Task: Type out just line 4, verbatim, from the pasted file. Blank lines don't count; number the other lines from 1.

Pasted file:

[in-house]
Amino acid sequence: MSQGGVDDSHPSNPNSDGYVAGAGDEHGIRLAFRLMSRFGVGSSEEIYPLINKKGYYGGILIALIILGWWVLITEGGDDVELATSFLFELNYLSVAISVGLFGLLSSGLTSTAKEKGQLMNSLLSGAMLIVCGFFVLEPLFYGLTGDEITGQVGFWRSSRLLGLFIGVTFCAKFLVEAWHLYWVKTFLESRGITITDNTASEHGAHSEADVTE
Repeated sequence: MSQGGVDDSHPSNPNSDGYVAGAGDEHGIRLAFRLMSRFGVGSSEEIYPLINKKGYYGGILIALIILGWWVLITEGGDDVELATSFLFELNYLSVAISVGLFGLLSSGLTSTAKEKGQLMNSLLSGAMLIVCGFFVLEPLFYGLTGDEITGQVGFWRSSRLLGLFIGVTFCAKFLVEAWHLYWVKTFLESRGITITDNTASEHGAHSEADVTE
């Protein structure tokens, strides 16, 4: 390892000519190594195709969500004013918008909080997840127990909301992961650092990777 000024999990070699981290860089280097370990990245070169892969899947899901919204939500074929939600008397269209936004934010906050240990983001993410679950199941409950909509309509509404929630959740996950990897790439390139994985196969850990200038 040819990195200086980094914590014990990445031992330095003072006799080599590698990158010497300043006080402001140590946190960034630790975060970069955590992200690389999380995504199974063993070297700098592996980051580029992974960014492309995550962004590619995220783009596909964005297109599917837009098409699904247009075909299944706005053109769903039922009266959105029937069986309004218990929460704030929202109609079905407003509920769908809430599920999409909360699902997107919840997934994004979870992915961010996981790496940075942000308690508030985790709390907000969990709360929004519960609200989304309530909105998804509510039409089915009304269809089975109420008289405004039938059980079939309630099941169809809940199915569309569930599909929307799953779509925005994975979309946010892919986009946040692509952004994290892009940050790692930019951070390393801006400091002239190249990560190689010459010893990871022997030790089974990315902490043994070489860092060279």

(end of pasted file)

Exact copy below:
């Protein structure tokens, strides 16, 4: 390892000519190594195709969500004013918008909080997840127990909301992961650092990777 000024999990070699981290860089280097370990990245070169892969899947899901919204939500074929939600008397269209936004934010906050240990983001993410679950199941409950909509309509509404929630959740996950990897790439390139994985196969850990200038 040819990195200086980094914590014990990445031992330095003072006799080599590698990158010497300043006080402001140590946190960034630790975060970069955590992200690389999380995504199974063993070297700098592996980051580029992974960014492309995550962004590619995220783009596909964005297109599917837009098409699904247009075909299944706005053109769903039922009266959105029937069986309004218990929460704030929202109609079905407003509920769908809430599920999409909360699902997107919840997934994004979870992915961010996981790496940075942000308690508030985790709390907000969990709360929004519960609200989304309530909105998804509510039409089915009304269809089975109420008289405004039938059980079939309630099941169809809940199915569309569930599909929307799953779509925005994975979309946010892919986009946040692509952004994290892009940050790692930019951070390393801006400091002239190249990560190689010459010893990871022997030790089974990315902490043994070489860092060279």